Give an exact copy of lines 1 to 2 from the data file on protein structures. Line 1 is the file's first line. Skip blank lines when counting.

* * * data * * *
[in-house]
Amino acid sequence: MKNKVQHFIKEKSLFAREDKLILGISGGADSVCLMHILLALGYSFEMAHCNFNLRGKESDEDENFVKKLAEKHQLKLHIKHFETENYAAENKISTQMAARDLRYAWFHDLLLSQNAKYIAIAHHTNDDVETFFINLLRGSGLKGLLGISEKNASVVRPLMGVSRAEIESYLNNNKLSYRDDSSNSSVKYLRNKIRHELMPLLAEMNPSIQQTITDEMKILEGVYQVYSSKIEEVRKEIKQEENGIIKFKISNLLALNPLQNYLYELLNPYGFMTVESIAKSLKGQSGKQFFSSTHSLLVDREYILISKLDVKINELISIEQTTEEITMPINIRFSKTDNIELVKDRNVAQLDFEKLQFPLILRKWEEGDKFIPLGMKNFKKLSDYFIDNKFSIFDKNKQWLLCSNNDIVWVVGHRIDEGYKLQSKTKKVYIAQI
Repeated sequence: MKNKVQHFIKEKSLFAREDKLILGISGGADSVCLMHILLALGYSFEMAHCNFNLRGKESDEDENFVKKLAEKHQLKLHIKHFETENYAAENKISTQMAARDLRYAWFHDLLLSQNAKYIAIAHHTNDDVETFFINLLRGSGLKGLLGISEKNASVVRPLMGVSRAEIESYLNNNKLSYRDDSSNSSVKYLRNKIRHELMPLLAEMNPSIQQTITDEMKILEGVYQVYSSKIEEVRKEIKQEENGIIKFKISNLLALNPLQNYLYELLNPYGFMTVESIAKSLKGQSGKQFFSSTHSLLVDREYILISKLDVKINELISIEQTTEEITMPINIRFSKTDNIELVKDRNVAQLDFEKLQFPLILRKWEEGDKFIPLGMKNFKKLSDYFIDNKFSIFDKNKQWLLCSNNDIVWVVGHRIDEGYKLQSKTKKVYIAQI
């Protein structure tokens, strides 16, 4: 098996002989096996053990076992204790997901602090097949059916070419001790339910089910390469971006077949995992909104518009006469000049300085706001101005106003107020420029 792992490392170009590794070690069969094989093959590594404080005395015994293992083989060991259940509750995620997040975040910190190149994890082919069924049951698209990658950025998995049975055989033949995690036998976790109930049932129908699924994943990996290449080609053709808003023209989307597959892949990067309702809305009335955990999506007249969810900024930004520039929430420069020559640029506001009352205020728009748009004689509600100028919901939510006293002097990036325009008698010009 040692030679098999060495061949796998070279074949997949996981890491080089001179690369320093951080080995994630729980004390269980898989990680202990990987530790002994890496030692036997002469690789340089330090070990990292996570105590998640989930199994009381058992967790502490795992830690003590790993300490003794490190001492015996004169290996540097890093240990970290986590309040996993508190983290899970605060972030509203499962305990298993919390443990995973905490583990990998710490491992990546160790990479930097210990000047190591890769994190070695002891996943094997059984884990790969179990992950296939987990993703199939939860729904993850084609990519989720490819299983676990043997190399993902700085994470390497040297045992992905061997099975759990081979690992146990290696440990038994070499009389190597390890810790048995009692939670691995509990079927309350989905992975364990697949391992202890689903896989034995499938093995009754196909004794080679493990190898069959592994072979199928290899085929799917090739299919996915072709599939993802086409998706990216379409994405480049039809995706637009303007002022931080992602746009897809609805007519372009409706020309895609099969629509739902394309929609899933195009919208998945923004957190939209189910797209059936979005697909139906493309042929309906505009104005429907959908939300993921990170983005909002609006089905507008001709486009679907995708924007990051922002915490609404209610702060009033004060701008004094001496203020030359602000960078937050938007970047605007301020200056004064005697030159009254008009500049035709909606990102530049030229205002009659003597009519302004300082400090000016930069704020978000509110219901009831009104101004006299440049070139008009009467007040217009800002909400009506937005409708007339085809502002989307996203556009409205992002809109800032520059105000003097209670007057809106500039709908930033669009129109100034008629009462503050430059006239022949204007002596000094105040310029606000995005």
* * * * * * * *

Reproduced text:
[in-house]
Amino acid sequence: MKNKVQHFIKEKSLFAREDKLILGISGGADSVCLMHILLALGYSFEMAHCNFNLRGKESDEDENFVKKLAEKHQLKLHIKHFETENYAAENKISTQMAARDLRYAWFHDLLLSQNAKYIAIAHHTNDDVETFFINLLRGSGLKGLLGISEKNASVVRPLMGVSRAEIESYLNNNKLSYRDDSSNSSVKYLRNKIRHELMPLLAEMNPSIQQTITDEMKILEGVYQVYSSKIEEVRKEIKQEENGIIKFKISNLLALNPLQNYLYELLNPYGFMTVESIAKSLKGQSGKQFFSSTHSLLVDREYILISKLDVKINELISIEQTTEEITMPINIRFSKTDNIELVKDRNVAQLDFEKLQFPLILRKWEEGDKFIPLGMKNFKKLSDYFIDNKFSIFDKNKQWLLCSNNDIVWVVGHRIDEGYKLQSKTKKVYIAQI